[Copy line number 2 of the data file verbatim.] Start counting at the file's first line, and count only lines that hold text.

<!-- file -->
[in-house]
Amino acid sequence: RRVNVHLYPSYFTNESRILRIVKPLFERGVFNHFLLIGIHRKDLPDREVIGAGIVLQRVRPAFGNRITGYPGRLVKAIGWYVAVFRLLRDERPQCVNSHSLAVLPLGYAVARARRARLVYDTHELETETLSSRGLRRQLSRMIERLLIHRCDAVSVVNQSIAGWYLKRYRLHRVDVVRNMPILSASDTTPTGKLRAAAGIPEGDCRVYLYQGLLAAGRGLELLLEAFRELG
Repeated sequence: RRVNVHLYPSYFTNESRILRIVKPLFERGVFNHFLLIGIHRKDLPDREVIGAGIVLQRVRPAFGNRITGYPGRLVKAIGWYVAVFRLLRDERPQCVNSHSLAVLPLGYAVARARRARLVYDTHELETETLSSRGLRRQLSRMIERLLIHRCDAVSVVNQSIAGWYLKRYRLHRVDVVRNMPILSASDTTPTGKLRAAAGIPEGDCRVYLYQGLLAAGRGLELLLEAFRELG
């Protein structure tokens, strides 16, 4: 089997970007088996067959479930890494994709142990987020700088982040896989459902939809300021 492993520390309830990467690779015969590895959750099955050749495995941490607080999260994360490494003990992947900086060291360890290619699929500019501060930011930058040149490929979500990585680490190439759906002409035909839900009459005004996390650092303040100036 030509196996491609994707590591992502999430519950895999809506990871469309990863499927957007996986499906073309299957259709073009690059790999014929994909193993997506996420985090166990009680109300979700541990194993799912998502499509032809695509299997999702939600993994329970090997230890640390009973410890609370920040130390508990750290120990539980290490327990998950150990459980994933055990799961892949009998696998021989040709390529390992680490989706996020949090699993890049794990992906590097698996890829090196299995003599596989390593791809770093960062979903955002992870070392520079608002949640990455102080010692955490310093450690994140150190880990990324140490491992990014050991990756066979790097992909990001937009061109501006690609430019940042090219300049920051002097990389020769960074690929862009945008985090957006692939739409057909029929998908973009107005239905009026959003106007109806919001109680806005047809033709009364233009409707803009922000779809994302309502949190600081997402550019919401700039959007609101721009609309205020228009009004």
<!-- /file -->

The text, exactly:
Amino acid sequence: RRVNVHLYPSYFTNESRILRIVKPLFERGVFNHFLLIGIHRKDLPDREVIGAGIVLQRVRPAFGNRITGYPGRLVKAIGWYVAVFRLLRDERPQCVNSHSLAVLPLGYAVARARRARLVYDTHELETETLSSRGLRRQLSRMIERLLIHRCDAVSVVNQSIAGWYLKRYRLHRVDVVRNMPILSASDTTPTGKLRAAAGIPEGDCRVYLYQGLLAAGRGLELLLEAFRELG